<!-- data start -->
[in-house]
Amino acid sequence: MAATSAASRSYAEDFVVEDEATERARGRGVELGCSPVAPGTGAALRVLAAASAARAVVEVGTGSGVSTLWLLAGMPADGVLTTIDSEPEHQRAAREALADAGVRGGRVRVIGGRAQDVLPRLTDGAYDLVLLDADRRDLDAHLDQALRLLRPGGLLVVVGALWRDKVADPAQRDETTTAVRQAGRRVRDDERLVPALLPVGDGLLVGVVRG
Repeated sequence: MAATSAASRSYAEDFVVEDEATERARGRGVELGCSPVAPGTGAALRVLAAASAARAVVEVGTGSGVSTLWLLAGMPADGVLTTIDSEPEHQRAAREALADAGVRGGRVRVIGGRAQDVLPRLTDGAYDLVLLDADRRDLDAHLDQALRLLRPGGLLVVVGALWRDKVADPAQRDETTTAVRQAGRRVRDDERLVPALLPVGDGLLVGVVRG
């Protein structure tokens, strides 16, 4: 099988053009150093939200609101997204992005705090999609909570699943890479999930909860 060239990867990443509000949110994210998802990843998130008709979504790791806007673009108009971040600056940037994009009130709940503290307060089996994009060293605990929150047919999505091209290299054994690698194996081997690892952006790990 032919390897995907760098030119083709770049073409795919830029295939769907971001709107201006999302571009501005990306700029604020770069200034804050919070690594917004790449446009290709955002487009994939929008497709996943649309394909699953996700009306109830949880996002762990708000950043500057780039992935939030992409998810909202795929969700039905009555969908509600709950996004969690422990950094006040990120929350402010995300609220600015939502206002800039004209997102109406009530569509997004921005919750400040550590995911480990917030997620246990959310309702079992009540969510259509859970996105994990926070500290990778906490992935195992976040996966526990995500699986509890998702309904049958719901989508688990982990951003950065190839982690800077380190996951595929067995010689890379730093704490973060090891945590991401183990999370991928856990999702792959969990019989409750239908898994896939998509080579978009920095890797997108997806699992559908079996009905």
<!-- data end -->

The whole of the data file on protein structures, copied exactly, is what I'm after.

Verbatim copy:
[in-house]
Amino acid sequence: MAATSAASRSYAEDFVVEDEATERARGRGVELGCSPVAPGTGAALRVLAAASAARAVVEVGTGSGVSTLWLLAGMPADGVLTTIDSEPEHQRAAREALADAGVRGGRVRVIGGRAQDVLPRLTDGAYDLVLLDADRRDLDAHLDQALRLLRPGGLLVVVGALWRDKVADPAQRDETTTAVRQAGRRVRDDERLVPALLPVGDGLLVGVVRG
Repeated sequence: MAATSAASRSYAEDFVVEDEATERARGRGVELGCSPVAPGTGAALRVLAAASAARAVVEVGTGSGVSTLWLLAGMPADGVLTTIDSEPEHQRAAREALADAGVRGGRVRVIGGRAQDVLPRLTDGAYDLVLLDADRRDLDAHLDQALRLLRPGGLLVVVGALWRDKVADPAQRDETTTAVRQAGRRVRDDERLVPALLPVGDGLLVGVVRG
């Protein structure tokens, strides 16, 4: 099988053009150093939200609101997204992005705090999609909570699943890479999930909860 060239990867990443509000949110994210998802990843998130008709979504790791806007673009108009971040600056940037994009009130709940503290307060089996994009060293605990929150047919999505091209290299054994690698194996081997690892952006790990 032919390897995907760098030119083709770049073409795919830029295939769907971001709107201006999302571009501005990306700029604020770069200034804050919070690594917004790449446009290709955002487009994939929008497709996943649309394909699953996700009306109830949880996002762990708000950043500057780039992935939030992409998810909202795929969700039905009555969908509600709950996004969690422990950094006040990120929350402010995300609220600015939502206002800039004209997102109406009530569509997004921005919750400040550590995911480990917030997620246990959310309702079992009540969510259509859970996105994990926070500290990778906490992935195992976040996966526990995500699986509890998702309904049958719901989508688990982990951003950065190839982690800077380190996951595929067995010689890379730093704490973060090891945590991401183990999370991928856990999702792959969990019989409750239908898994896939998509080579978009920095890797997108997806699992559908079996009905």